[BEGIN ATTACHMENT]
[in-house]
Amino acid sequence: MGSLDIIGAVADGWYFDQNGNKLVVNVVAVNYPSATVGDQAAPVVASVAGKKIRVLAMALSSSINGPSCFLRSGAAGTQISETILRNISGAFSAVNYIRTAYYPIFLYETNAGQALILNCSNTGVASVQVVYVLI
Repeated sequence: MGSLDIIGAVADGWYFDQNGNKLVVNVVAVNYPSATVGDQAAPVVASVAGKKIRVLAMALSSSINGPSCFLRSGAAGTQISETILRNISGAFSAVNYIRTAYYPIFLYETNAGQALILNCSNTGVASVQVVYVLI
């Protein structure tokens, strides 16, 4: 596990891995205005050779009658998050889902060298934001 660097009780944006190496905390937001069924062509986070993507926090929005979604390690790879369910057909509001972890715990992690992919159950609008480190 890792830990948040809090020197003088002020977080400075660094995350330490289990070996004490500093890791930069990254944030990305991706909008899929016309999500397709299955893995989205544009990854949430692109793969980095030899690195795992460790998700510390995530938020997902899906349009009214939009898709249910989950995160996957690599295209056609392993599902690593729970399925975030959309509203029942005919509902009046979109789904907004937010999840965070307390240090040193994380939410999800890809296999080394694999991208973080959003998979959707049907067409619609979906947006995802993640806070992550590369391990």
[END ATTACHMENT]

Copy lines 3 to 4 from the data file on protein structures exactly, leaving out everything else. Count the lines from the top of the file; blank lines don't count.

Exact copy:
Repeated sequence: MGSLDIIGAVADGWYFDQNGNKLVVNVVAVNYPSATVGDQAAPVVASVAGKKIRVLAMALSSSINGPSCFLRSGAAGTQISETILRNISGAFSAVNYIRTAYYPIFLYETNAGQALILNCSNTGVASVQVVYVLI
């Protein structure tokens, strides 16, 4: 596990891995205005050779009658998050889902060298934001 660097009780944006190496905390937001069924062509986070993507926090929005979604390690790879369910057909509001972890715990992690992919159950609008480190 890792830990948040809090020197003088002020977080400075660094995350330490289990070996004490500093890791930069990254944030990305991706909008899929016309999500397709299955893995989205544009990854949430692109793969980095030899690195795992460790998700510390995530938020997902899906349009009214939009898709249910989950995160996957690599295209056609392993599902690593729970399925975030959309509203029942005919509902009046979109789904907004937010999840965070307390240090040193994380939410999800890809296999080394694999991208973080959003998979959707049907067409619609979906947006995802993640806070992550590369391990």